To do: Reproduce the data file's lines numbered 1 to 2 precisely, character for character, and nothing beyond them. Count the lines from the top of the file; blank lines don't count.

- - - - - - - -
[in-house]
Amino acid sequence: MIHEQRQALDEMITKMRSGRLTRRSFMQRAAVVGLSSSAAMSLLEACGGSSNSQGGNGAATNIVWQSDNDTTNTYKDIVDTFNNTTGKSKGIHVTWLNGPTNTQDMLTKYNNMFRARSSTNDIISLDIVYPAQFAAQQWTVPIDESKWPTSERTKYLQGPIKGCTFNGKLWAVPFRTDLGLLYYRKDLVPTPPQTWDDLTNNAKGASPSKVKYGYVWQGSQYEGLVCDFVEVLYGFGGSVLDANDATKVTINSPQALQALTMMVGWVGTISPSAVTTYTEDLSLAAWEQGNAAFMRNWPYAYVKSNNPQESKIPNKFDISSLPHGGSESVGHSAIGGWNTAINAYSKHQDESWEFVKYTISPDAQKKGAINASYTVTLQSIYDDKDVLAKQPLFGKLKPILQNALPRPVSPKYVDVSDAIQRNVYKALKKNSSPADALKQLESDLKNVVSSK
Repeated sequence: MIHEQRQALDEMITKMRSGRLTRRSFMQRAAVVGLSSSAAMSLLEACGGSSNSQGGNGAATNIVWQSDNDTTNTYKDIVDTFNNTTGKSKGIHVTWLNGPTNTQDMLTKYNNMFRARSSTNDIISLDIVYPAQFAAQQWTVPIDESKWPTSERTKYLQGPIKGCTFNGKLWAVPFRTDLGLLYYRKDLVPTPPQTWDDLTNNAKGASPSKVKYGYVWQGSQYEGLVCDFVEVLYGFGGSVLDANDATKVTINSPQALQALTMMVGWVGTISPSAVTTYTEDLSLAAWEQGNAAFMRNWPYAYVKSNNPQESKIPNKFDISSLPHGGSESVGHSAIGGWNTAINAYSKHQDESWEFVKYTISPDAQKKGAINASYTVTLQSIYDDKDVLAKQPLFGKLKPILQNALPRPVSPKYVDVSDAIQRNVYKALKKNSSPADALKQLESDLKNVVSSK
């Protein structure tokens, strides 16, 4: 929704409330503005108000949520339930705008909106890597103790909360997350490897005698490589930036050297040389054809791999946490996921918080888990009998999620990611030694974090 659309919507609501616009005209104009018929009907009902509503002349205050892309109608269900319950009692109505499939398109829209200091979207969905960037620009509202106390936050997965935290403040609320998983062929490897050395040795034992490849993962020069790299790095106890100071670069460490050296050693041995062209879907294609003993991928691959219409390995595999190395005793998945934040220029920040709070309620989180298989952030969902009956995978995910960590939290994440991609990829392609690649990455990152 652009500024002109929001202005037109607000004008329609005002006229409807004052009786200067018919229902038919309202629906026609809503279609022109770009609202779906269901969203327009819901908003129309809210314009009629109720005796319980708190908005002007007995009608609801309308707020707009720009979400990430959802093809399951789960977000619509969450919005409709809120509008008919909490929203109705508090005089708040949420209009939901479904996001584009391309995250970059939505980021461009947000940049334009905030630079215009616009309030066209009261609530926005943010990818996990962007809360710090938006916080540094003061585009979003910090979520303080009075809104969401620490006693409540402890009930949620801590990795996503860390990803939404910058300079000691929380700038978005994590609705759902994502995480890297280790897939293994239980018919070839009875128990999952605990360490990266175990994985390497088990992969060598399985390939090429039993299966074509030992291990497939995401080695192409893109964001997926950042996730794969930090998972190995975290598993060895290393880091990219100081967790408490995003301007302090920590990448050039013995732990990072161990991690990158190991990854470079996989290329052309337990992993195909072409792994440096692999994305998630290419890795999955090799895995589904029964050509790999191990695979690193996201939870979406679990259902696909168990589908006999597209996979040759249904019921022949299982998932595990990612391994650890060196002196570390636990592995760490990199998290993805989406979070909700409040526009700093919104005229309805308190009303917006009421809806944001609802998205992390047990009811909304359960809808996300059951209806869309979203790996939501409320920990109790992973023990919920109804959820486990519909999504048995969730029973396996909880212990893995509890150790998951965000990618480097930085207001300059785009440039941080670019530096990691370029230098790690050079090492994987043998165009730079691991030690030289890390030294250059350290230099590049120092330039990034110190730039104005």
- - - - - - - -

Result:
[in-house]
Amino acid sequence: MIHEQRQALDEMITKMRSGRLTRRSFMQRAAVVGLSSSAAMSLLEACGGSSNSQGGNGAATNIVWQSDNDTTNTYKDIVDTFNNTTGKSKGIHVTWLNGPTNTQDMLTKYNNMFRARSSTNDIISLDIVYPAQFAAQQWTVPIDESKWPTSERTKYLQGPIKGCTFNGKLWAVPFRTDLGLLYYRKDLVPTPPQTWDDLTNNAKGASPSKVKYGYVWQGSQYEGLVCDFVEVLYGFGGSVLDANDATKVTINSPQALQALTMMVGWVGTISPSAVTTYTEDLSLAAWEQGNAAFMRNWPYAYVKSNNPQESKIPNKFDISSLPHGGSESVGHSAIGGWNTAINAYSKHQDESWEFVKYTISPDAQKKGAINASYTVTLQSIYDDKDVLAKQPLFGKLKPILQNALPRPVSPKYVDVSDAIQRNVYKALKKNSSPADALKQLESDLKNVVSSK